[Pre-print] Gravitational anti-screening as an alternative to dark matter
Penner, A. Raymond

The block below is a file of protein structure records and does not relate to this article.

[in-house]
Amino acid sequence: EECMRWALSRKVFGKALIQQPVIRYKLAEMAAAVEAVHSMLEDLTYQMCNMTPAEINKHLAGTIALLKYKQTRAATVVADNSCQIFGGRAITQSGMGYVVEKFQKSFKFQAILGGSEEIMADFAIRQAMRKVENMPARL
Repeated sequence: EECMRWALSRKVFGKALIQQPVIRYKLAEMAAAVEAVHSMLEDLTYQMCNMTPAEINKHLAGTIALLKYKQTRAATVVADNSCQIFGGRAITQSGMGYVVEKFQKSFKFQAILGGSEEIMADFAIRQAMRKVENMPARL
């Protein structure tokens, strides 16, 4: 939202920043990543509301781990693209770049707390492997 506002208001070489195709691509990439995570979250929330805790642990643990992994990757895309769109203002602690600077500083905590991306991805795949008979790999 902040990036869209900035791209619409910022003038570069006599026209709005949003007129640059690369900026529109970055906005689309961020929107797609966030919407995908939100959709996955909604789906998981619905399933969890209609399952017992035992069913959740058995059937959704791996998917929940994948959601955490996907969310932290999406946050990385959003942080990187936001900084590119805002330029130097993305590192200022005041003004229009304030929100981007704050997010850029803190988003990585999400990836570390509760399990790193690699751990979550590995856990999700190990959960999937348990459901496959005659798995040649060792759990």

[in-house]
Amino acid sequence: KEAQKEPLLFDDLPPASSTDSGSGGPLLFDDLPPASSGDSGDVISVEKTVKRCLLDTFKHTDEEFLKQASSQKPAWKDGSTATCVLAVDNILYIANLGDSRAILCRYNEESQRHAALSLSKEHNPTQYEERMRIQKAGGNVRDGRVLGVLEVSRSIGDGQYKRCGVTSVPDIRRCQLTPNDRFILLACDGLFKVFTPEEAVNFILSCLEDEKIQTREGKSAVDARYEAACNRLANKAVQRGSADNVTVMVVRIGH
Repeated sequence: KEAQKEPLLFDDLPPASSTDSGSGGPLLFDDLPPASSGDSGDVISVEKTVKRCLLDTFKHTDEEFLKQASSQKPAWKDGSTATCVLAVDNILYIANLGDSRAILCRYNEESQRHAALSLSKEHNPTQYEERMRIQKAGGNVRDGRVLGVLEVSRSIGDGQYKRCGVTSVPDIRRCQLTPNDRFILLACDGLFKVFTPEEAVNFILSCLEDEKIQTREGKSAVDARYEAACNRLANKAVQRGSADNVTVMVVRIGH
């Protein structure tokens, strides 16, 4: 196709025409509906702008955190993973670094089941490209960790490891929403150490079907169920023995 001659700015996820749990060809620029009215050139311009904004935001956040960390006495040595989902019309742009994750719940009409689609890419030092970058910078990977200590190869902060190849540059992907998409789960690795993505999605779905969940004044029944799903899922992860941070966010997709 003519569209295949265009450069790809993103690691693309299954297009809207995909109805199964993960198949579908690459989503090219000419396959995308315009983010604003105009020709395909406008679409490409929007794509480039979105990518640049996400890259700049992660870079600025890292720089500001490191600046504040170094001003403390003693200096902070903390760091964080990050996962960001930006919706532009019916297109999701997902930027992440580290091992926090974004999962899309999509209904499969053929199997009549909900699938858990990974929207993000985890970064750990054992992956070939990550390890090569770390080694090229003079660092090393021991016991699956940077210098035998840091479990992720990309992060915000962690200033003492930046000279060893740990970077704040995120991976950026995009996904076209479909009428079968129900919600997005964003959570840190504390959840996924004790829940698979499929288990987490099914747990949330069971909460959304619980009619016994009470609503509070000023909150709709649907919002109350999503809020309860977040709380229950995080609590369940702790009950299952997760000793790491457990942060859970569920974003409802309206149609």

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The theory of gravitational anti-screening is an alternative to the current theory of dark matter. It is based on a model of the analogous screening of electric charges by virtual electric dipoles that is found in QED. Applying the same model to gravitation leads to anti-screening and results in the apparent mass of a galaxy having the same functional dependence on the galaxy’s baryonic mass and the observation distance that is found with the Baryonic Tully-Fisher Relationship. The screening of electric charge as found in QED and the larger apparent masses of galaxies and galactic clusters would therefore appear to be two sides of the same coin. In this chapter the theory of gravitational anti-screening and the cases where it has been applied will be reviewed. This includes first applying the theory to the rotational curve of the Galaxy, to spiral galaxies in general, and to the Coma cluster. The theoretical results are found to be in good agreement with the corresponding astronomical observations. The theory is then applied to binary galaxies where it is shown that there is a relationship between the line-of-sight velocity difference of the pair and the individual rotational velocities of the galaxies. The theory is in excellent agreement with the observations taken by multiple researchers for the case of the binaries being on radial orbits. The theory will then be applied to the structure of the universe itself. Using a model of the distribution of superclusters, the overall density parameter of the universe, as determined by the theory, is Ω = 1.08 ± 0.19 consistent with a geometrically flat universe. In addition, the energy density which falls out from the theory has a negative pressure associated with it. This leads to an acceleration of the universal expansion without the requirement of dark energy. Finally, the theory will be applied to the solar system where it will be shown to be compatible with planetary ephemerides.